It was late in the afternoon. The temperature in the locked cattle car wasvery high. The two small windows did not provide enough air for the occupants tobreathe. We had been sitting there motionless for six hours. At least when wewere in motion, the cooler air from outside would seep in through the cracks andwe would get some relief. We felt that dying would be a blessing for us, endingour suffering. I felt that I was going to die soon anyway and postponing theinevitable would be much more painful in the long run.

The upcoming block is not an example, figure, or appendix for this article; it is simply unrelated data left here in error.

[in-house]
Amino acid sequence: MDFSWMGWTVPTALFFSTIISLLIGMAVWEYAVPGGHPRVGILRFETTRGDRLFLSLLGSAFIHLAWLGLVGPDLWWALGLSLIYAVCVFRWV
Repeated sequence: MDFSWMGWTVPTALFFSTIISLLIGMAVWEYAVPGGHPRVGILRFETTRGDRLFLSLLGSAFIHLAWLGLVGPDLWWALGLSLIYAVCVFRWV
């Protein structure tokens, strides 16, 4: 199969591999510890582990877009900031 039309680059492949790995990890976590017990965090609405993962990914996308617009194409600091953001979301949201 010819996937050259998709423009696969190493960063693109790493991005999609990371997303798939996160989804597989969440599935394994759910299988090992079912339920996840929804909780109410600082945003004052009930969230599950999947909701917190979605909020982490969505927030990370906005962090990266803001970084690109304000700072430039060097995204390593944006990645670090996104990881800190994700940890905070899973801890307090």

Just as our death wish was about to come true, the train began moving againand the temperature began to fall. It was early evening. It was cooling offoutside and cooler air entering through the crack was of great benefit. Wetraveled all through the night and a second day. On the third night, our traineased itself slowly into a very large railroad station. We heard many trainscoming and going as our train proceeded to a side spur. I saw the platform and asign with the station name through the crack in the door. The lit sign read"BERLIN." We all became very excited when we realized that wewere inside Germany. The train came to a halt. Each one of us came up with hisown version of why we were there. The train continued moving very slowly,switching tracks for almost half an hour until it finally came to a halt at themost remote track of the Berlin railroad station, where we would probably spendthe night for one reason or another. We felt a jerk as the locomotivedisconnected and abandoned us on the side track.